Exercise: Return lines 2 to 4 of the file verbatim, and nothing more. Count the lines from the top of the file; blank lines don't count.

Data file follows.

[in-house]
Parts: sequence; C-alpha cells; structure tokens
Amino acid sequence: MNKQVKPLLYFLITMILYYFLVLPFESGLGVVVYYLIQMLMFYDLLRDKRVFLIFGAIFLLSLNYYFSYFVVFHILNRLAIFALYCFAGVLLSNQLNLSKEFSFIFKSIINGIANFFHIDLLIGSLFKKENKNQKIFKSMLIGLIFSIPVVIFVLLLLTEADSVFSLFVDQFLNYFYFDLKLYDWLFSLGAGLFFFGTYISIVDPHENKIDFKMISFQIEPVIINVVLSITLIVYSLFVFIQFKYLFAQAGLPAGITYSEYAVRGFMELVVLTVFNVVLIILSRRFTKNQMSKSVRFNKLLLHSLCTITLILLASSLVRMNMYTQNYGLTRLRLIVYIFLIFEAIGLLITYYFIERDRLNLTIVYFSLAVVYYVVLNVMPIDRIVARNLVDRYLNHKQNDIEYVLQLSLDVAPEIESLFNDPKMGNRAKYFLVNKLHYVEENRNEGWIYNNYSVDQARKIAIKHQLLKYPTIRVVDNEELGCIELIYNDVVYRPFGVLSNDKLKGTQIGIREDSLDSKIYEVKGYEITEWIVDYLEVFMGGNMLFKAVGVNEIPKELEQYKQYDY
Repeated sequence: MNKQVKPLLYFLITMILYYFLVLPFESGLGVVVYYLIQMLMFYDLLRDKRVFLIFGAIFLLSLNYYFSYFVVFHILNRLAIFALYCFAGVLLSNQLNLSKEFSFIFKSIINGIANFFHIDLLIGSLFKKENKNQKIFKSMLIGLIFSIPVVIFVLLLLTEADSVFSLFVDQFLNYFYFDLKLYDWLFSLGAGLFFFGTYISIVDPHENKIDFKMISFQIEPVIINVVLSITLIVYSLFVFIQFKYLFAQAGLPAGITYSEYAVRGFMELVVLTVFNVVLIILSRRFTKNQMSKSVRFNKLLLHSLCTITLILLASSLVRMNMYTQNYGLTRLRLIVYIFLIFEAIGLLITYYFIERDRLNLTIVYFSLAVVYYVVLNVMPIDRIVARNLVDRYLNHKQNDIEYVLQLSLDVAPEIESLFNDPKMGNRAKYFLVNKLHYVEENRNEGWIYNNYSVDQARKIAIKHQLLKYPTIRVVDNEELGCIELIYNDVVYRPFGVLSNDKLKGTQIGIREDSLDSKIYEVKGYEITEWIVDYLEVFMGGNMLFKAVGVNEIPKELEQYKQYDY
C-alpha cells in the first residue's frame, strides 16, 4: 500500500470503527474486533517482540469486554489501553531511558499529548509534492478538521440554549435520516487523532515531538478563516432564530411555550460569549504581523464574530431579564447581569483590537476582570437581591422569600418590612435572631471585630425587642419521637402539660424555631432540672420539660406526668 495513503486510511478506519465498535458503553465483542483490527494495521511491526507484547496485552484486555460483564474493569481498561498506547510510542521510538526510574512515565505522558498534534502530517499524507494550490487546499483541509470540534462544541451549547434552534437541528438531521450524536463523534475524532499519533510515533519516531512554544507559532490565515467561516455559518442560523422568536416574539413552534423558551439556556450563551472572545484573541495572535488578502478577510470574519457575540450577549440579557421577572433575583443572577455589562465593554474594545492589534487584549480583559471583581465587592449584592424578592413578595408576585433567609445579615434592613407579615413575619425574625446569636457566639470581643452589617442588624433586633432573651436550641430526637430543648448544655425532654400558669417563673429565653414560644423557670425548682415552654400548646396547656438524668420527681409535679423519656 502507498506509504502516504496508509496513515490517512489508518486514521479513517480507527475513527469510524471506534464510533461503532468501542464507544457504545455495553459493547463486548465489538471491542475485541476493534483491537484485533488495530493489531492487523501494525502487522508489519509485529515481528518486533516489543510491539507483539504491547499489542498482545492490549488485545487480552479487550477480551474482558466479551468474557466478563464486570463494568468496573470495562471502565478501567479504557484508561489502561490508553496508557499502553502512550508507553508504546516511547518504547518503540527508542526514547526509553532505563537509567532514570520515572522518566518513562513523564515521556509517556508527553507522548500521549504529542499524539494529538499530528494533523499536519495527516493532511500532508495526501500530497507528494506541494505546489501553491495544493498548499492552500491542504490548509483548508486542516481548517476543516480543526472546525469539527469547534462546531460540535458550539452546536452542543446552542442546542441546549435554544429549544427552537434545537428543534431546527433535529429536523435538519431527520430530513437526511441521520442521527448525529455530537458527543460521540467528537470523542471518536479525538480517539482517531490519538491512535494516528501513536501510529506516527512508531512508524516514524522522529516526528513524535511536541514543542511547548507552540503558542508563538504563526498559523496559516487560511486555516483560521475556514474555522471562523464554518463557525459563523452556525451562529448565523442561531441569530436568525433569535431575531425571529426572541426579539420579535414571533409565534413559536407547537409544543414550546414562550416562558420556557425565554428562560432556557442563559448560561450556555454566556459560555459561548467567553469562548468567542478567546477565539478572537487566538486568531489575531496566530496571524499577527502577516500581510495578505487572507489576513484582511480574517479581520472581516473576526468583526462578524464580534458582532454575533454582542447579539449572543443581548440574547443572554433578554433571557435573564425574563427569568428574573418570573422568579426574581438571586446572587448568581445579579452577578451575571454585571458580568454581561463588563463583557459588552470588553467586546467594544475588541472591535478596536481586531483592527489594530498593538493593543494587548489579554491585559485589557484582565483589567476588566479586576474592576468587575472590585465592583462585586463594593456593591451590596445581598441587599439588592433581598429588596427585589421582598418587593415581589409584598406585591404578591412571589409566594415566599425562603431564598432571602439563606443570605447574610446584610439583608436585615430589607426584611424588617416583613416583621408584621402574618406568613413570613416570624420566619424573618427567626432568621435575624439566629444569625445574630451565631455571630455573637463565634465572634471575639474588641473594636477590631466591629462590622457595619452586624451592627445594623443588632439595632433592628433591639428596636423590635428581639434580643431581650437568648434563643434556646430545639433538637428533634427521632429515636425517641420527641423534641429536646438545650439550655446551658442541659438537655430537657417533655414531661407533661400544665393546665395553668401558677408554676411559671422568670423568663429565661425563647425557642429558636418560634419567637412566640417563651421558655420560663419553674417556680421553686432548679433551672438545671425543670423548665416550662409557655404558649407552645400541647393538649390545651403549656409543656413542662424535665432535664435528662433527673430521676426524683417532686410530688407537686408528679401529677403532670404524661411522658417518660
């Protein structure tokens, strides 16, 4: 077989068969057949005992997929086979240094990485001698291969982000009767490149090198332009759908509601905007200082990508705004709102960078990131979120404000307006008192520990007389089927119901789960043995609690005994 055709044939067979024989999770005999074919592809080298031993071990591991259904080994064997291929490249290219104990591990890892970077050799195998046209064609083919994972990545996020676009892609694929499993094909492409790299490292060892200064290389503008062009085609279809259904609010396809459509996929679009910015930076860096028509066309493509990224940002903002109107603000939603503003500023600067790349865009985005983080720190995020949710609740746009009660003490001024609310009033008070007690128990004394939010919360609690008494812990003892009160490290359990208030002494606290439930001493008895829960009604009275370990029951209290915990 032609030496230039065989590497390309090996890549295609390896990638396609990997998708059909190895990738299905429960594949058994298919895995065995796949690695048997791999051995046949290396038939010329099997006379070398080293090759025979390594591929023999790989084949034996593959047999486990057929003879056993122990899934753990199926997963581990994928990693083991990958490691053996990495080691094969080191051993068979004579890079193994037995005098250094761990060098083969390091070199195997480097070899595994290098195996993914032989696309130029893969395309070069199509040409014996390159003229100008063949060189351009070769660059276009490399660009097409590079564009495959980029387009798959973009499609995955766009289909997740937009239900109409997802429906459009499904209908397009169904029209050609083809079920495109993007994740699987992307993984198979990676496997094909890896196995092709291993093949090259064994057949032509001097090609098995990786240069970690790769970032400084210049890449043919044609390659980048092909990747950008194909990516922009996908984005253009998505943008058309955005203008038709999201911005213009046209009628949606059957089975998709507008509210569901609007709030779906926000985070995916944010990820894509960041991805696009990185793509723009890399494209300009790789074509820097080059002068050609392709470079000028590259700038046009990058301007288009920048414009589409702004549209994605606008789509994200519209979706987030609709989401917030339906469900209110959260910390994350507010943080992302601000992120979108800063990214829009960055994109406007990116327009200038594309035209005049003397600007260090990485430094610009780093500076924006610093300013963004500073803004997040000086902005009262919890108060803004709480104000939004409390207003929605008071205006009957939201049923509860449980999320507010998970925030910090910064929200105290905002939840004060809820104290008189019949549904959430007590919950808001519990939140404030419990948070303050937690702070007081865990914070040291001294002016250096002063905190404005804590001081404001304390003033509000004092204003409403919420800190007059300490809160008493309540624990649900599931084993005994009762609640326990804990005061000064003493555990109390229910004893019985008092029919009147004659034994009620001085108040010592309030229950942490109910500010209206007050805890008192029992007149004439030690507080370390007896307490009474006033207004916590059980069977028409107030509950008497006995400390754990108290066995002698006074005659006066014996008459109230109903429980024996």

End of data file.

Parts: sequence; C-alpha cells; structure tokens
Amino acid sequence: MNKQVKPLLYFLITMILYYFLVLPFESGLGVVVYYLIQMLMFYDLLRDKRVFLIFGAIFLLSLNYYFSYFVVFHILNRLAIFALYCFAGVLLSNQLNLSKEFSFIFKSIINGIANFFHIDLLIGSLFKKENKNQKIFKSMLIGLIFSIPVVIFVLLLLTEADSVFSLFVDQFLNYFYFDLKLYDWLFSLGAGLFFFGTYISIVDPHENKIDFKMISFQIEPVIINVVLSITLIVYSLFVFIQFKYLFAQAGLPAGITYSEYAVRGFMELVVLTVFNVVLIILSRRFTKNQMSKSVRFNKLLLHSLCTITLILLASSLVRMNMYTQNYGLTRLRLIVYIFLIFEAIGLLITYYFIERDRLNLTIVYFSLAVVYYVVLNVMPIDRIVARNLVDRYLNHKQNDIEYVLQLSLDVAPEIESLFNDPKMGNRAKYFLVNKLHYVEENRNEGWIYNNYSVDQARKIAIKHQLLKYPTIRVVDNEELGCIELIYNDVVYRPFGVLSNDKLKGTQIGIREDSLDSKIYEVKGYEITEWIVDYLEVFMGGNMLFKAVGVNEIPKELEQYKQYDY
Repeated sequence: MNKQVKPLLYFLITMILYYFLVLPFESGLGVVVYYLIQMLMFYDLLRDKRVFLIFGAIFLLSLNYYFSYFVVFHILNRLAIFALYCFAGVLLSNQLNLSKEFSFIFKSIINGIANFFHIDLLIGSLFKKENKNQKIFKSMLIGLIFSIPVVIFVLLLLTEADSVFSLFVDQFLNYFYFDLKLYDWLFSLGAGLFFFGTYISIVDPHENKIDFKMISFQIEPVIINVVLSITLIVYSLFVFIQFKYLFAQAGLPAGITYSEYAVRGFMELVVLTVFNVVLIILSRRFTKNQMSKSVRFNKLLLHSLCTITLILLASSLVRMNMYTQNYGLTRLRLIVYIFLIFEAIGLLITYYFIERDRLNLTIVYFSLAVVYYVVLNVMPIDRIVARNLVDRYLNHKQNDIEYVLQLSLDVAPEIESLFNDPKMGNRAKYFLVNKLHYVEENRNEGWIYNNYSVDQARKIAIKHQLLKYPTIRVVDNEELGCIELIYNDVVYRPFGVLSNDKLKGTQIGIREDSLDSKIYEVKGYEITEWIVDYLEVFMGGNMLFKAVGVNEIPKELEQYKQYDY